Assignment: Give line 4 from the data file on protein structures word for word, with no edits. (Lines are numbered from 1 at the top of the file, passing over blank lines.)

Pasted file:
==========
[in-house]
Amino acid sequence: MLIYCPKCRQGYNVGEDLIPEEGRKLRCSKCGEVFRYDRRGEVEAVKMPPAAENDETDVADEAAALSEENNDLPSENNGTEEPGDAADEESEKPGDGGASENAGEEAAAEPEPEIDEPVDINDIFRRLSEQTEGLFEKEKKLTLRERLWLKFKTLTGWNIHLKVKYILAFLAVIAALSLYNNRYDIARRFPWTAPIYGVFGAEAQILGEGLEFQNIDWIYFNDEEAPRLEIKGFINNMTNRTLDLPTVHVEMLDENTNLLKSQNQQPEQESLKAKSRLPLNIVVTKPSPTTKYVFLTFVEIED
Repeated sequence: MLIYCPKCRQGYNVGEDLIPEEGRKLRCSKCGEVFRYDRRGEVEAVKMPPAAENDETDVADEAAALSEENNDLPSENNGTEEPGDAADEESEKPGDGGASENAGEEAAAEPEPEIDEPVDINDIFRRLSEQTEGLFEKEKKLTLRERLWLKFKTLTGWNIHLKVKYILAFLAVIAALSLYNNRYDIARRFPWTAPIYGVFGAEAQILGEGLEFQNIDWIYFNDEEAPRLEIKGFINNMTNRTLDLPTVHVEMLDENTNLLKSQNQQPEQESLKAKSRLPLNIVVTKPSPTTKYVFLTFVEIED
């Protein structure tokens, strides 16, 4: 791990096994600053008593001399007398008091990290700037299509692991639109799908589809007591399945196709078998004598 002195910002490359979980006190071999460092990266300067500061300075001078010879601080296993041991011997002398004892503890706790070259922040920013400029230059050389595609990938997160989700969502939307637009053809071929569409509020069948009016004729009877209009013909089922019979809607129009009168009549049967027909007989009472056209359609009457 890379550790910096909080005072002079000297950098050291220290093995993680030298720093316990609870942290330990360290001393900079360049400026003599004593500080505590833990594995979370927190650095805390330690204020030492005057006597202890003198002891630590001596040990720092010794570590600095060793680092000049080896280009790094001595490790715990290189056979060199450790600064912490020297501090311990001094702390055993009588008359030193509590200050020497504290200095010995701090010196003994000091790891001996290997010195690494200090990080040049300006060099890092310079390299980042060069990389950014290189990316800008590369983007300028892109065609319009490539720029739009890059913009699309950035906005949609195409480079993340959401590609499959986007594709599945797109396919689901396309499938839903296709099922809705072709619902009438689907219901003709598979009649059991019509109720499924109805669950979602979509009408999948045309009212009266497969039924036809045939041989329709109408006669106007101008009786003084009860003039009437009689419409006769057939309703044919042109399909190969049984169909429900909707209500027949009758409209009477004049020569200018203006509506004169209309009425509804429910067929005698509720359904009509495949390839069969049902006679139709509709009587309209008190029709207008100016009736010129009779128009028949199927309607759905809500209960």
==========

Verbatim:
């Protein structure tokens, strides 16, 4: 791990096994600053008593001399007398008091990290700037299509692991639109799908589809007591399945196709078998004598 002195910002490359979980006190071999460092990266300067500061300075001078010879601080296993041991011997002398004892503890706790070259922040920013400029230059050389595609990938997160989700969502939307637009053809071929569409509020069948009016004729009877209009013909089922019979809607129009009168009549049967027909007989009472056209359609009457 890379550790910096909080005072002079000297950098050291220290093995993680030298720093316990609870942290330990360290001393900079360049400026003599004593500080505590833990594995979370927190650095805390330690204020030492005057006597202890003198002891630590001596040990720092010794570590600095060793680092000049080896280009790094001595490790715990290189056979060199450790600064912490020297501090311990001094702390055993009588008359030193509590200050020497504290200095010995701090010196003994000091790891001996290997010195690494200090990080040049300006060099890092310079390299980042060069990389950014290189990316800008590369983007300028892109065609319009490539720029739009890059913009699309950035906005949609195409480079993340959401590609499959986007594709599945797109396919689901396309499938839903296709099922809705072709619902009438689907219901003709598979009649059991019509109720499924109805669950979602979509009408999948045309009212009266497969039924036809045939041989329709109408006669106007101008009786003084009860003039009437009689419409006769057939309703044919042109399909190969049984169909429900909707209500027949009758409209009477004049020569200018203006509506004169209309009425509804429910067929005698509720359904009509495949390839069969049902006679139709509709009587309209008190029709207008100016009736010129009779128009028949199927309607759905809500209960």